THE trees have now hid at the edge of the hurst
by Charlotte Smith
The spot where the ruins decay
Of the cottage, where Will of the Woodland was nursed,
And lived so beloved, till the moment accursed
When he went from the woodland away.
Among all the lads of the plough or the fold;
Best esteem'd by the sober and good,
Was Will of the Woodlands; and often the old
Would tell of his frolics, for active and bold
Was William the boy of the wood.
Yet gentle was he, as the breath of the May,
And when sick and declining was laid
The woodman his father, young William away
Would go to the forest to labour all day,
And perform his hard task in his stead.
And when his poor father the forester died,
And his mother was sad, and alone,
He toil'd from the dawn, and at evening he hied
In storm or in snow, or whate'er might betide,
To supply all her wants from the town.
One neighbour they had on the heath to the west,
And no other the cottage was near,
But she would send Phoebe, the child she loved best,
To stay with the widow, thus sad and distress'd,
Her hours of dejection to cheer.
As the buds of wild roses, the cheeks of the maid
Were just tinted with youth's lovely hue,
Her form, like the aspen, wild graces display'd,
And the eyes, over which her luxuriant locks stray'd,
As the skies of the summer were blue.
Still labouring to live, yet reflecting the while,
Young William consider'd his lot;
'Twas hard, yet 'twas honest; and one tender smile
From Phoebe at night overpaid ev'ry toil,
And then all his fatigues were forgot.
By the brook where it glides through the copse of Arbeal,
When to eat his cold fare he reclined,
Then soft from her home his sweet Phoebe would steal,
And bring him wood-strawberries to finish his meal,
And would sit by his side while he dined.
And though when employed in the deep forest glade,
His days have seem'd slowly to move,
Yet Phoebe going home, through the wood-walk has stray'd
To bid him good night!--and whatever she said
Was more sweet than the voice of the dove.
Fair Hope, that the lover so fondly believes,
Then repeated each soul-soothing speech,
And touch'd with illusion, that often deceives
The future with light; as the sun through the leaves
Illumines the boughs of the beech.
But once more the tempests of chill winter blow,
To depress and disfigure the earth;
And now ere the dawn, the young woodman must go
To his work in the forest, half buried in snow,
And at night bring home wood for the hearth.
The bridge on the heath by the flood was wash'd down,
And fast fell the sleet and the rain,
The stream to a wild rapid river was grown,
And long might the widow sit sighing alone
Ere sweet Phoebe could see her again.
At the town was a market--and now for supplies,
Such as needed her humble abode,
Young William went forth; and his mother with sighs
Watch'd long at the window, with tears in her eyes,
Till he turn'd through the fields to the road.
Then darkness came on; and she heard with affright
The wind every moment more high;
She look'd from the door; not a star lent its light,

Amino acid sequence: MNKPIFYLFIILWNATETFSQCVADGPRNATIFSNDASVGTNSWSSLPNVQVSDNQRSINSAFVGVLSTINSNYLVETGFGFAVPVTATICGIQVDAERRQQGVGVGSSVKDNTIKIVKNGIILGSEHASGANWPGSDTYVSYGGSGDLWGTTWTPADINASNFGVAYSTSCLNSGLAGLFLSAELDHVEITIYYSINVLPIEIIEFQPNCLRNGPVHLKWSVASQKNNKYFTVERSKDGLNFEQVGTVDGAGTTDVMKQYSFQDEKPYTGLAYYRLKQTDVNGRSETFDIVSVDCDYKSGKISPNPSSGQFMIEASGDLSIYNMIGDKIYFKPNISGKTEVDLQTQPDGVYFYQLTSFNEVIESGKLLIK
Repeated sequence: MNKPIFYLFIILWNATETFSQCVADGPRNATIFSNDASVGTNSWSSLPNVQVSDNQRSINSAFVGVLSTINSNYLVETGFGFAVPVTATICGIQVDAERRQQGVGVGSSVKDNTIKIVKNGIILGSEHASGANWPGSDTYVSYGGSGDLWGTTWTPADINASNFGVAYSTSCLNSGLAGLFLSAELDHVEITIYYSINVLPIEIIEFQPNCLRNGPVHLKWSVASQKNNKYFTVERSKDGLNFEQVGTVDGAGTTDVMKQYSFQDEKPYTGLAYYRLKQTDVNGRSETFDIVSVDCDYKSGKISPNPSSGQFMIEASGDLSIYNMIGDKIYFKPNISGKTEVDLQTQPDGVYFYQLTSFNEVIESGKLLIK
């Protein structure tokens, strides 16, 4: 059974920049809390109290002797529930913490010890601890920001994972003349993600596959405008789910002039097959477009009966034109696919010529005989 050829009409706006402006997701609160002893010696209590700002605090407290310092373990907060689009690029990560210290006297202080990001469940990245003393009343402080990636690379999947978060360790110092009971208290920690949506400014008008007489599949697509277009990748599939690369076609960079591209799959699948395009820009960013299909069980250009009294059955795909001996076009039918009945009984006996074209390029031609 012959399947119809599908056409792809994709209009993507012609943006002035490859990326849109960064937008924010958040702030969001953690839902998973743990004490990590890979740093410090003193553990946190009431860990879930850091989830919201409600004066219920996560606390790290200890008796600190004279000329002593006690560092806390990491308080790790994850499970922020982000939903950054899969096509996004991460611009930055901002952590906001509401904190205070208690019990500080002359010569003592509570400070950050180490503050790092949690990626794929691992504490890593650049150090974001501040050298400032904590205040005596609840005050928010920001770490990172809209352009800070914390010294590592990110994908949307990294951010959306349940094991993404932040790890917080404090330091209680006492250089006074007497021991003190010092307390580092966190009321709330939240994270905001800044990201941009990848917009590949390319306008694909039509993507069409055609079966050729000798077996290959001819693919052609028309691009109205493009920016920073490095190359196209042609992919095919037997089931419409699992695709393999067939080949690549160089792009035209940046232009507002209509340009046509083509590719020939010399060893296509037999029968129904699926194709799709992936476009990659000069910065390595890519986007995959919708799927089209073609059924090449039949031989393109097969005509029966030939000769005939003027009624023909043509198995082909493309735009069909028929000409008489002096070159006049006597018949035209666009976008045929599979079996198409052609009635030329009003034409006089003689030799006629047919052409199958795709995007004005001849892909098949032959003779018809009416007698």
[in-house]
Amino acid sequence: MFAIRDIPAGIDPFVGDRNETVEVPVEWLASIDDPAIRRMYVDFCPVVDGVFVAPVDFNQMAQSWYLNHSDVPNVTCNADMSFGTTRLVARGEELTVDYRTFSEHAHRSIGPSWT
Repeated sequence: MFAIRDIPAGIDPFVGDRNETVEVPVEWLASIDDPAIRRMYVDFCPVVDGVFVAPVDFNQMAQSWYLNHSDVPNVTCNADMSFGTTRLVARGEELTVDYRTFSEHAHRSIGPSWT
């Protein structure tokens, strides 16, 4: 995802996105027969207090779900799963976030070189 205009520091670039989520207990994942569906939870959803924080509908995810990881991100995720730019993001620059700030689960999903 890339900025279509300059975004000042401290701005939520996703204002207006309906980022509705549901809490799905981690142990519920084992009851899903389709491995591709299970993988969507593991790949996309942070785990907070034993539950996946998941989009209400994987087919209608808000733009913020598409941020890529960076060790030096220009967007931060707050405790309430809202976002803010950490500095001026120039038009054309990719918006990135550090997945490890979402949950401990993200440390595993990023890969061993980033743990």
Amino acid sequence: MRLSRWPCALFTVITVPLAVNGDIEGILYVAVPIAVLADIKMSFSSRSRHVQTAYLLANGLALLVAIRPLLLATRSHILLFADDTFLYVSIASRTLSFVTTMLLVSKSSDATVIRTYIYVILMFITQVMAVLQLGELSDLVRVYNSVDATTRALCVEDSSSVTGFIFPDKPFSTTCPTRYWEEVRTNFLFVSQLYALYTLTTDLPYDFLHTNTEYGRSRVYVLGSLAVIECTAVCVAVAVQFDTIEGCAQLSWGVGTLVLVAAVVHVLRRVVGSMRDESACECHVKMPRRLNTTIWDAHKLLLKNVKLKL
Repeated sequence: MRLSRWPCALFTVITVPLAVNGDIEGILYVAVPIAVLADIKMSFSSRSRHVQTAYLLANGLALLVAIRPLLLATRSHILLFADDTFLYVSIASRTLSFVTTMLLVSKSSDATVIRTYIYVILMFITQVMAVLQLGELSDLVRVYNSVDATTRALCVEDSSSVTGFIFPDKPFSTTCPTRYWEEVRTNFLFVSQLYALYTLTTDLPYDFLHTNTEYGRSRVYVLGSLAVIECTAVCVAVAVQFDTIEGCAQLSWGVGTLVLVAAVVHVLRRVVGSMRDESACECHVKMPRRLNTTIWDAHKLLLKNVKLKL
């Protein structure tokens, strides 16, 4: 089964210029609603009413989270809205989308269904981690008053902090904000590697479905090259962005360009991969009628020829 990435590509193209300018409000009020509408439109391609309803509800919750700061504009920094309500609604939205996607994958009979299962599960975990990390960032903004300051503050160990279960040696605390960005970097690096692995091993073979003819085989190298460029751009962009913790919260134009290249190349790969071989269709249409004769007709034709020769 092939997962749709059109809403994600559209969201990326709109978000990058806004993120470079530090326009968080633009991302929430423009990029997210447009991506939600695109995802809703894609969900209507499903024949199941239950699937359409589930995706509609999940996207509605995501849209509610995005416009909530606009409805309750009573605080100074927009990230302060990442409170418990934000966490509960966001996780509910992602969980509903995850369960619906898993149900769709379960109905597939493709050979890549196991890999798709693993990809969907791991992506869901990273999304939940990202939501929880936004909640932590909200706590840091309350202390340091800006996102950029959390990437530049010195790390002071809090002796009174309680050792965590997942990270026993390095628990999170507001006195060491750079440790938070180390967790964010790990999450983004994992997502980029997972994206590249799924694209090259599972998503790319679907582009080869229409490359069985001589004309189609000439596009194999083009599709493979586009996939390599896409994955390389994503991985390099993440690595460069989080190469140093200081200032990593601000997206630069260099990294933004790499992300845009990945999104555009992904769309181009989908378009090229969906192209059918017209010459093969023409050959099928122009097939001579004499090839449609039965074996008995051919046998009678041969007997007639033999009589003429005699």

But the tempest redoubled the gloom of the night,
And the rain pour'd in sheets from the sky.
The clock in her cottage now mournfully told
The hours that went heavily on;
'Twas midnight: her spirits sank hopeless and cold,
And it seem'd as each blast of wind fearfully told
That long, long would her William be gone.
Then heart-sick and cold to her sad bed she crept,
Yet first made up the fire in the room
To guide his dark steps; but she listen'd and wept,
Or if for a moment forgetful she slept,
Soon she started!--and thought he was come.
'Twas morn; and the wind with a hoarse sullen moan
Now seem'd dying away in the wood,
When the poor wretched mother still drooping, alone,
Beheld on the threshold a figure unknown,
In gorgeous apparel who stood.
'Your son is a soldier,' abruptly cried he,
'And a place in our corps has obtain'd,
Nay, be not cast down; you perhaps may soon see
Your William a captain, he now sends by me
The purse he already has gain'd.'
So William entrapp'd 'twixt persuasion and force,
Is embark'd for the isles of the West,
But he seem'd to begin with ill omens his course,
And felt recollection, regret, and remorse
Continually weigh on his breast.
With useless repentance he eagerly eyed
The high coast as it faded from view,
And saw the green hills, on whose northernmost side
Was his own silvan home: and he falter'd, and cried,
'Adieu! ah! for ever adieu!
'Who now, my poor mother, thy life shall sustain,
Since thy son has thus left thee forlorn?
Ah! canst thou forgive me? And not in the pain
Of this cruel desertion, of William complain,
And lament that he ever was born?
'Sweet Phoebe!--if ever thy lover was dear,
Now forsake not the cottage of woe,
But comfort my mother; and quiet her fear,
And help her to dry up the vain fruitless tear,
That too long for my absence will flow.
'Yet what if my Phoebe another should wed,
And lament her lost William no more?'
The thought was too cruel; and anguish now sped
The dart of disease--With the brave numerous dead
He has fall'n on the plague-tainted shore.
In the lone village church-yard, the chancel-wall near,
High grass now waves over the spot,
Where the mother of William, unable to bear
His loss, who to her widow'd heart was so dear,
Has both him and her sorrows forgot.
By the brook where it winds through the wood of Arbeal,
Or amid the deep forest, to moan,
The poor wandering Phoebe will silently steal;
The pain of her bosom no reason can heal,
And she loves to indulge it alone.
Her senses are injured; her eyes dim with tears;
She sits by the river and weaves
Reed garlands, against her dear William appears,
Then breathlessly listens, and fancies she hears
His step in the half wither'd leaves.
Ah! such are the miseries to which ye give birth,
Ye statesmen! ne'er dreading a scar;
Who from pictured saloon, or the bright sculptured hearth
Disperse desolation and death through the earth,
When ye let loose the demons of war.